A group of British lawmakers has proposed a change in the law to crack down on the gruesome trade in human organs harvested by the Chinese regime from prisoners of conscience.
The proposed amendment to the Health and Care Bill has been dubbed the “Squid Game” amendment, after the hit Netflix show that includes graphic scenes of organ harvesting.
The amendment names no specific country, but lawmakers made it clear that the aim is to put a dent into China’s forced organ harvesting economy.
The amendment, which has achieved backing from MPs across the political divide, if passed, would ban UK citizens from receiving a transplant abroad when financial gain is involved or without clear consent of the donor.
In June 2019, the China Tribunal, an independent international entity in London, England, concluded that the organs of prisoners of conscience have been forcibly harvested on a large scale, sometimes while they are still alive. The organs are used to service the rapidly growing transplant trade, which generates approximately $1 billion annually. Their report states that “Falun Gong practitioners have been one, and possibly the primary, source of organ supply.”
In June this year, experts from the Office of the United Nations High Commissioner for Human Rights issued a statement saying they were “extremely alarmed” by reports of alleged “forced organ harvesting” by the CCP targeting minorities, “including Falun Gong practitioners, Uighurs, Tibetans, Muslims, and Christians.”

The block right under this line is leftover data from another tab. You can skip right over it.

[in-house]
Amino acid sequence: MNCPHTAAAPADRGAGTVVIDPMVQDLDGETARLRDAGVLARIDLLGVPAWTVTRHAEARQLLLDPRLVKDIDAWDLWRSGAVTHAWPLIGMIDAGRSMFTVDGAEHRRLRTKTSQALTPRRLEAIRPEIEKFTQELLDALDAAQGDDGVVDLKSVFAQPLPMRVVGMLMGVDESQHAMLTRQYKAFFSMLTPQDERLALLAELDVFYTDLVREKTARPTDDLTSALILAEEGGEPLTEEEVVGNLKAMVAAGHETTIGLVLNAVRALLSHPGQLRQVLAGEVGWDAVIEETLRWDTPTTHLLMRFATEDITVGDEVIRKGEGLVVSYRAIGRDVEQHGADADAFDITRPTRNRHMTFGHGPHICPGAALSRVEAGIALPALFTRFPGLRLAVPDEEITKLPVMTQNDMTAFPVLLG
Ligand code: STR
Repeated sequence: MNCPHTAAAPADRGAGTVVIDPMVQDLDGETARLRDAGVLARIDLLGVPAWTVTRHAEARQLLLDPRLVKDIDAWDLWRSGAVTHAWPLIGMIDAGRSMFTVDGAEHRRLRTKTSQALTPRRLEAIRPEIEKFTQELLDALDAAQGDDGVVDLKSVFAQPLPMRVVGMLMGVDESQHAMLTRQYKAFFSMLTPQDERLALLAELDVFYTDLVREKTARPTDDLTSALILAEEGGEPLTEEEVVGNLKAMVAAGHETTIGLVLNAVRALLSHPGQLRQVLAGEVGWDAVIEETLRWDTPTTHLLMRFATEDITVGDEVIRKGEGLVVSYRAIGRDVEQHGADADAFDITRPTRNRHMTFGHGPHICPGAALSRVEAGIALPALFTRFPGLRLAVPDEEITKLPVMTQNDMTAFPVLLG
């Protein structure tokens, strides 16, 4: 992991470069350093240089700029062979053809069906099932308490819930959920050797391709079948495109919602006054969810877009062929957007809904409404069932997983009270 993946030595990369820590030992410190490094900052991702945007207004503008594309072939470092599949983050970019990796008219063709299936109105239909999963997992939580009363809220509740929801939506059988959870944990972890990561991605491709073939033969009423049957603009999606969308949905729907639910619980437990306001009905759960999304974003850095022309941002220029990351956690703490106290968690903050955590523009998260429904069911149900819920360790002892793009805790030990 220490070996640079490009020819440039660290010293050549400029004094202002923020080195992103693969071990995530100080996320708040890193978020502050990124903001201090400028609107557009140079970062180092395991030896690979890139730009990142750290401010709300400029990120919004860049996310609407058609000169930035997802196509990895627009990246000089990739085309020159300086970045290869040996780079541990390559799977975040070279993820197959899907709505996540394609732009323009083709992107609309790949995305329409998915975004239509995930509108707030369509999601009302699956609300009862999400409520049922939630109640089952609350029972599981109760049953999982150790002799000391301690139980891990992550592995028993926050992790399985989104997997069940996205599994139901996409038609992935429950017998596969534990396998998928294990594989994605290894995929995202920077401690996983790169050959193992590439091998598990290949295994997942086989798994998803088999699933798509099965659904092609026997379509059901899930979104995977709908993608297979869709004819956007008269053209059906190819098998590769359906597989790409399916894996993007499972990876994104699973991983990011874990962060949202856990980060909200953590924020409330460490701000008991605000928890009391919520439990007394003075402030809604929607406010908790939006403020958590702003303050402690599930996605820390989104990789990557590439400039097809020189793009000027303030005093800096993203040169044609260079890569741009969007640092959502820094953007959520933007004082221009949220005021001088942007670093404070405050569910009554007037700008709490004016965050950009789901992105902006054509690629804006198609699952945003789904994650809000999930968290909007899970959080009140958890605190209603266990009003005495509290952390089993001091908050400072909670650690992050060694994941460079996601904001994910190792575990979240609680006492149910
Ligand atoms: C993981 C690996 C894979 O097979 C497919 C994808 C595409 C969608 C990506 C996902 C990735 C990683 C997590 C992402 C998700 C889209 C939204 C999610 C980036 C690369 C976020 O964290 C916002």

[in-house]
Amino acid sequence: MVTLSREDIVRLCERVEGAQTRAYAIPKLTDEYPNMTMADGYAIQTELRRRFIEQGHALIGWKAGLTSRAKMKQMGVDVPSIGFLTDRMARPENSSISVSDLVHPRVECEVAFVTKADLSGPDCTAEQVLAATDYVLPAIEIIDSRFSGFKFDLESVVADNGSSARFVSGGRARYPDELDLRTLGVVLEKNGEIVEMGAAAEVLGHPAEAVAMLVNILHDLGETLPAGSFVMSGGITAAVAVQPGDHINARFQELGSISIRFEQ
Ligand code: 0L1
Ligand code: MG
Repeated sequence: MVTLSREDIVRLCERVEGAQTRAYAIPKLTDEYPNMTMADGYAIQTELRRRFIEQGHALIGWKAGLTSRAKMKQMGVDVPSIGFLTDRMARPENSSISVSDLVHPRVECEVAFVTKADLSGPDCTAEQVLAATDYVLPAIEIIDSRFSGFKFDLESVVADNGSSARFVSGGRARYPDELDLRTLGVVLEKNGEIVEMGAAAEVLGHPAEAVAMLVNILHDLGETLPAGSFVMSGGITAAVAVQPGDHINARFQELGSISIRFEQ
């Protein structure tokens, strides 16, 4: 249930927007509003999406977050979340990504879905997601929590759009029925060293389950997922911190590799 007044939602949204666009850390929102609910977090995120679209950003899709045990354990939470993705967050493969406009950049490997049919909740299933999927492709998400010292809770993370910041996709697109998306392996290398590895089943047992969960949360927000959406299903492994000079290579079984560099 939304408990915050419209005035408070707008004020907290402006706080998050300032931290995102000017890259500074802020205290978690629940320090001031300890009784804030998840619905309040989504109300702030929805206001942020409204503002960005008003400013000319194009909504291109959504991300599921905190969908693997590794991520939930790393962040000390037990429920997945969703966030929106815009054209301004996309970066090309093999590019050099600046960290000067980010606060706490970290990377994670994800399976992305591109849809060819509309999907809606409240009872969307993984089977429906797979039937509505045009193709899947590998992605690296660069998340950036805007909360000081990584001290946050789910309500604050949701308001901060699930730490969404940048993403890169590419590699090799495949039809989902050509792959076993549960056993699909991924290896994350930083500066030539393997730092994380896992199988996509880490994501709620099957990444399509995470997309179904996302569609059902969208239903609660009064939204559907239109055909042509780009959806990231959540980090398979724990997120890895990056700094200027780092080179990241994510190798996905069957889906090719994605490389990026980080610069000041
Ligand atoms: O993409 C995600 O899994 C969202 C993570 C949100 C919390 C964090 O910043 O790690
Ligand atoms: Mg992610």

Marie Rimmer, a Labour MP who proposed the “Squid Game” amendment, said: “The forced organ harvesting taking place in China is one of the worst crimes against humanity of the 21st century. Under no circumstances should British citizens be funding it.”
“This amendment will not stop the trade in its entirety, but it will show that Britain is doing our part to end it and that we are on the right side of history,” she said.
The amendment will also change the legislation so that imported cadavers require the same consent as those sourced from within the UK.
Rimmer told NTD, an Epoch Times affiliate, that plastinated bodies of Chinese prisoners had been displayed in exhibitions in Birmingham and London without any indication of consent having been given.
“This is not acceptable," She said. "It's just horrendous that this is going on. We have a duty to other human beings, the sanctity of their bodies and resting in peace.”
She told NTD that the amendment has been signed by lawmakers from all political parties in the House of Commons.
Parliament is due to debate and vote on this amendment on Tuesday.